Articles Tagged with IRS tax disputes

In Greek mythology, King Sisyphus is punished by the gods and forced to roll a huge boulder up a hill only for it to roll down as it nears the top. No matter how much effort Sisyphus puts into attempting to push the boulder over the crest of the hill, it always come tumbling back down. He is doomed to push the boulder up the hill for all eternity. Sometimes collecting payroll taxes can be a “Sisyphean task” for the IRS. At least, that is what the 11th Court of Appeals wrote in a recent decision.

United States v. Askins & Miller Orthopedics, involved a private medical practice which refused to pay payroll taxes. The IRS first tried to negotiate an installment agreement with the medical practice’s business owners, but the business owners would ultimately renege on any agreement. Then the IRS issued a tax levy on property held by the medical practice in various entities, but the business owners would simply shift property to new entities out of reach of the power of the levies. Believing it was out of options, the IRS requested a permanent injunction from the district court to compel the taxpayers to perform and pay their employment taxes now and into the future.

The district court rejected the IRS request because the court argued that the IRS had yet to suffer irreparable harm. The district court reasoned that the IRS could still sue for monetary damages once the taxpayers again failed to pay their employment taxes. This is in spite of the fact that the district court conceded that the taxpayers exhibited a pattern of unlawful conduct likely to persist. In other words, the taxpayers would continue to find ways to not pay their taxes.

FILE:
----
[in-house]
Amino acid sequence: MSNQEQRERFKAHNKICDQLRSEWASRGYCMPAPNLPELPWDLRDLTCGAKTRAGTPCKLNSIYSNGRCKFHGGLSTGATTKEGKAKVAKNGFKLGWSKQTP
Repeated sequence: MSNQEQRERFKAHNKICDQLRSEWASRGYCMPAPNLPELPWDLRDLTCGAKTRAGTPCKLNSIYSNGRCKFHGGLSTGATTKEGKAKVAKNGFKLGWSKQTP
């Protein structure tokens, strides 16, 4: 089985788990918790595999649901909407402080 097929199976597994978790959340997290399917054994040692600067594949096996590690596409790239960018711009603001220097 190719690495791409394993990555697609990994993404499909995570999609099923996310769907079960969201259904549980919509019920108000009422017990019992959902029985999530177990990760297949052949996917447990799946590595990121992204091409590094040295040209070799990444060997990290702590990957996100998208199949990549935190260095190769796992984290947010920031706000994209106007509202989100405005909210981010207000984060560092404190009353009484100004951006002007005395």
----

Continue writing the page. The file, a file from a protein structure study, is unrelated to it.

Can I Prevent My Spouse From Getting Innocent Spouse Relief?
The IRS must notify the other spouse—referred to as the nonrequesting spouse—if one spouse files a request for innocent spouse relief. If your spouse is successful in their attempt to receive innocent spouse relief, you will be on the hook for the tax debt, interest, and penalties that they get relief from. Because of this, the IRS gives the nonrequesting spouse the right to present evidence and dispute the request for innocent spouse relief.

Your Rights as a Nonrequesting Spouse

The nonrequesting spouse must be notified when the requesting spouse files a request for innocent spouse relief. The nonrequesting spouse must also be notified of the Service’s preliminary and final determinations regarding the request for innocent spouse relief.

How to Use the IRS Fast Track Settlement Program for Small Businesses
Fast Track Settlement (FTS) is an IRS program designed to resolve tax disputes within 60 days with the help of a trained mediator. Small businesses and self-employed taxpayers can used this program to quickly and efficiently resolve tax disputes, while still retaining all of their other appeal rights.

Before using FTS, a taxpayer must attempt to resolve all issues with the IRS auditor and their supervisor. If no agreement can be reached, then the taxpayer can use form 14017, along with a written statement of her  position on the disputed issue, to apply for the program.

There are several advantages to FTS, when compared to appeals within the IRS or filing a petition in Tax Court: